New Gundam Breaker review (PS4): Broken Toys

The Gundam Breaker series has danced around the edge of my radar ever since I heard about the first game back in 2013. Gundam in general isn’t something I’ve spent much time with, but the idea of a video game designed around those Gundam model kits (“Gunpla”, as they’re commonly known) with a focus on mixing and matching parts sounded fascinating. Until now, we haven’t seen a Gundam Breaker get a Western release, but with New Gundam Breaker, Bandai Namco have brought their Gunpla-themed series to a global audience.

It’s a shame, then, that New Gundam Breaker is such a disappointment. By most accounts, the first three games are very good, but the one that’s meant to be Gundam Breaker‘s introduction to the West is, to be blunt, a broken mess. (And no, it’s not an issue of cultural differences—New Gundam Breaker has been very poorly received in Japan as well.) A lacklustre story, woeful game design, unreliable controls, a confusing UI, and a camera that constantly gets in the way all combine to make this one of the most frustrating games I’ve played in a long time.

That’s a shame, because the concept at the heart of New Gundam Breaker is as good as ever. Set in a future where battling toy robots is high-profile enough to have whole schools dedicated to the sport, you play as a new student in one such academy. All the pieces are there for the sort of teen drama, humour, and coming-of-age stories that make so many other high school stories work. Add Gunpla battles to that, with to-scale models duking it out across classrooms and hallways like a mecha twist on Small Soldiers, and you’ve got what should be a wonderful game.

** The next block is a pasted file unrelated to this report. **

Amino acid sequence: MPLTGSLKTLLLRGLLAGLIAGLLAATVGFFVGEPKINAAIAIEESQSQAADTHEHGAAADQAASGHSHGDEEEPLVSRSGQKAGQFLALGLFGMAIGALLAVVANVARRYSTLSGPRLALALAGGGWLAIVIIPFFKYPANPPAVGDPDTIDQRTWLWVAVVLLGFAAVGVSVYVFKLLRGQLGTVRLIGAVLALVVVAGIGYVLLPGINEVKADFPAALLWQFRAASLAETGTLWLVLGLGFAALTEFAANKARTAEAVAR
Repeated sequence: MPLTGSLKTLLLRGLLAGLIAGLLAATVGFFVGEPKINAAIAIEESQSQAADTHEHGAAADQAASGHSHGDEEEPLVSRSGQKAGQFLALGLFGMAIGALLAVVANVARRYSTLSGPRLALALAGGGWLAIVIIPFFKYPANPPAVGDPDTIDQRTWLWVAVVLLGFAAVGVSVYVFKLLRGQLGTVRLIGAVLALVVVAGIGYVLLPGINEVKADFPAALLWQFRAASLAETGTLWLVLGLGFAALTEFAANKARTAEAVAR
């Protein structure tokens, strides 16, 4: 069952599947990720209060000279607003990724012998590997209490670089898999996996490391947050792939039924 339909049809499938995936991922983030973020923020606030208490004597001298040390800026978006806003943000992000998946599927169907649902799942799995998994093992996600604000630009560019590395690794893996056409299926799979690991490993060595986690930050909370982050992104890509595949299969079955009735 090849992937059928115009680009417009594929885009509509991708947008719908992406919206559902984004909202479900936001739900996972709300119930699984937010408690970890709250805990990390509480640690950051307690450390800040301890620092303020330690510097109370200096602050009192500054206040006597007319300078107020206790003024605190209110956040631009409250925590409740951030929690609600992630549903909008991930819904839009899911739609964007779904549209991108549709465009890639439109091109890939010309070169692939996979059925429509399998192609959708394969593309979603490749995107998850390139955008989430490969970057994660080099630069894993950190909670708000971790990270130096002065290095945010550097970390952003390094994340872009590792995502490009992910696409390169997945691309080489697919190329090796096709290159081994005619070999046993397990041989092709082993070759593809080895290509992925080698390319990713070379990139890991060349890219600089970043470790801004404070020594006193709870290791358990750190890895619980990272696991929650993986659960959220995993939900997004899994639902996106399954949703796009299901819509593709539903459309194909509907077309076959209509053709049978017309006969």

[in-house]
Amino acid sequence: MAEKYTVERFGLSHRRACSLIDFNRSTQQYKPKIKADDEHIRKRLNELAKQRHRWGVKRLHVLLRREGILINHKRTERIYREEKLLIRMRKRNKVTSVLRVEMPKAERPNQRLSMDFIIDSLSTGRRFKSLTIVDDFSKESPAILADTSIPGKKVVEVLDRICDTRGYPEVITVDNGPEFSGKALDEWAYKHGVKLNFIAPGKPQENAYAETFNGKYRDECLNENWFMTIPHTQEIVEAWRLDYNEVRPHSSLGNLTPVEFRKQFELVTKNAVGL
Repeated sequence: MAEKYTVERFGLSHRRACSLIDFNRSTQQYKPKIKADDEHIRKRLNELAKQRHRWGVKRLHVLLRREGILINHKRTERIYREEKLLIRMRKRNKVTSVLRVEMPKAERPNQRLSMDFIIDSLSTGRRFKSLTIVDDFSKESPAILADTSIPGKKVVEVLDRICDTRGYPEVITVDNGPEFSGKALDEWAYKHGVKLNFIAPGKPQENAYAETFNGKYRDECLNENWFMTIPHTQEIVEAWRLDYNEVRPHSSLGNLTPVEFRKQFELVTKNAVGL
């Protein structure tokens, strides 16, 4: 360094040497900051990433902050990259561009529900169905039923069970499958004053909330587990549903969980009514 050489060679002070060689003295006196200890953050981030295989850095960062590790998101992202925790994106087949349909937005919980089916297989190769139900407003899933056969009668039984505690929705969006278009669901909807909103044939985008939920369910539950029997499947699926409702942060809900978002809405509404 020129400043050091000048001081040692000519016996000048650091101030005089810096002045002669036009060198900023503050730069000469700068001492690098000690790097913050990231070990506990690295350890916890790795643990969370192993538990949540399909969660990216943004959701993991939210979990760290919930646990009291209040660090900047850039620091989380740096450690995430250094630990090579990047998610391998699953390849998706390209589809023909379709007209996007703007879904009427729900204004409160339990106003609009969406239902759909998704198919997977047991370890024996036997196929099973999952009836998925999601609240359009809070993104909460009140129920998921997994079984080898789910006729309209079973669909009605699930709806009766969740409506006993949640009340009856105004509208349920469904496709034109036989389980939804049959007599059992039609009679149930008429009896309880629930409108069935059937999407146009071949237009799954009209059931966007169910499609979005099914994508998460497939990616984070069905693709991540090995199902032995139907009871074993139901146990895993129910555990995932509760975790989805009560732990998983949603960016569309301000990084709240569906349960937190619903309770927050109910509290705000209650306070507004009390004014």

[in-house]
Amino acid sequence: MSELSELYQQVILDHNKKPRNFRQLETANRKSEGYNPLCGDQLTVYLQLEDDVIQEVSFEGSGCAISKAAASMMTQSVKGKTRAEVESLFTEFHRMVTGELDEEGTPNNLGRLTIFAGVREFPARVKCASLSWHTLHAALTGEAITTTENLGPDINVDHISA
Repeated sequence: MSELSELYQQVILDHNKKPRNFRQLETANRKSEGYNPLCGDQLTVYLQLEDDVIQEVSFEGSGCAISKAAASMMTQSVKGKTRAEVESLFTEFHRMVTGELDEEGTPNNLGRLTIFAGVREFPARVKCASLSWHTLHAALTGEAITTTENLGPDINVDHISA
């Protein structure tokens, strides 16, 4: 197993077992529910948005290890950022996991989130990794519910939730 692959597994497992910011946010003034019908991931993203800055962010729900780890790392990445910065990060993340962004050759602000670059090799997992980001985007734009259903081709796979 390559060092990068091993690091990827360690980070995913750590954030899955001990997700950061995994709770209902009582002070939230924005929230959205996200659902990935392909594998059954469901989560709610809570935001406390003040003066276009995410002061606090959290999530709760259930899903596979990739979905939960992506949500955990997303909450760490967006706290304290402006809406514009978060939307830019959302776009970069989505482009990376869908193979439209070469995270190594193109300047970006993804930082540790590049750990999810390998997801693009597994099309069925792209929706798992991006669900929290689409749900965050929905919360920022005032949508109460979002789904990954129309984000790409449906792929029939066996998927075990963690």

It just never really gets there. The story, for its part, never really amounts to much more than a series of cliches and bland characters. Everyone is an anime tropes, without ever subverting or transcending that—there’s the childhood best friend girl-next-door, the hot-headed bully, the serious student president, the klutz, and so on. Archetypes are fine, and you’ll find similar characters in all the most acclaimed high school anime, but New Gundam Breaker never lets anyone be anything more than a cliche. The plot itself is very pedestrian, too: someone’s going around stealing Gunpla parts, so you and your growing crew of friends set out to stop them.

The narrative is delivered in a visual novel format, which is fine—anyone who knows me knows I love visual novels, and I’d never hold that against a game. New Gundam Breaker‘s problem is that the choice of font and oddly-textured dialogue windows make the text difficult and painful to read. In a visual novel, that’s pretty much a cardinal sin.

For the most part, the story exists as a way of stringing together a series of Gunpla battles that make up the bulk of the game. This is where everything really falls apart, to the point that New Gundam Breaker is borderline unplayable unless you have the patience of a saint.